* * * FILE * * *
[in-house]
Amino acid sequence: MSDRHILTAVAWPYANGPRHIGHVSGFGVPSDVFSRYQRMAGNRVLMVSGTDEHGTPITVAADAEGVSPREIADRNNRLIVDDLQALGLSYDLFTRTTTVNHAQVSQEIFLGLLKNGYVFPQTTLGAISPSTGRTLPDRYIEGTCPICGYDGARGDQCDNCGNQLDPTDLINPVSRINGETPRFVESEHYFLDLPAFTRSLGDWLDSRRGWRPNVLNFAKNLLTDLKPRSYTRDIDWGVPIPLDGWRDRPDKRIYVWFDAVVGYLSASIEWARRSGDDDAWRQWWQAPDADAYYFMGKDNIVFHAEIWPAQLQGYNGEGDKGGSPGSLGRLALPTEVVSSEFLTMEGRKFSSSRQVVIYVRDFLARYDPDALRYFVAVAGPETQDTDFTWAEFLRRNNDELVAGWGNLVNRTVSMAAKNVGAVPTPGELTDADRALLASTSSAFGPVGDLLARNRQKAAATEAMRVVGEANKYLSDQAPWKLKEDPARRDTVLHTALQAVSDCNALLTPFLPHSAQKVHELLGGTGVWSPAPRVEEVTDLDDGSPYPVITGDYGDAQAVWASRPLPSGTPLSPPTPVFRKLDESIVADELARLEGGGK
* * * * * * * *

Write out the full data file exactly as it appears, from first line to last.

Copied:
[in-house]
Amino acid sequence: MSDRHILTAVAWPYANGPRHIGHVSGFGVPSDVFSRYQRMAGNRVLMVSGTDEHGTPITVAADAEGVSPREIADRNNRLIVDDLQALGLSYDLFTRTTTVNHAQVSQEIFLGLLKNGYVFPQTTLGAISPSTGRTLPDRYIEGTCPICGYDGARGDQCDNCGNQLDPTDLINPVSRINGETPRFVESEHYFLDLPAFTRSLGDWLDSRRGWRPNVLNFAKNLLTDLKPRSYTRDIDWGVPIPLDGWRDRPDKRIYVWFDAVVGYLSASIEWARRSGDDDAWRQWWQAPDADAYYFMGKDNIVFHAEIWPAQLQGYNGEGDKGGSPGSLGRLALPTEVVSSEFLTMEGRKFSSSRQVVIYVRDFLARYDPDALRYFVAVAGPETQDTDFTWAEFLRRNNDELVAGWGNLVNRTVSMAAKNVGAVPTPGELTDADRALLASTSSAFGPVGDLLARNRQKAAATEAMRVVGEANKYLSDQAPWKLKEDPARRDTVLHTALQAVSDCNALLTPFLPHSAQKVHELLGGTGVWSPAPRVEEVTDLDDGSPYPVITGDYGDAQAVWASRPLPSGTPLSPPTPVFRKLDESIVADELARLEGGGK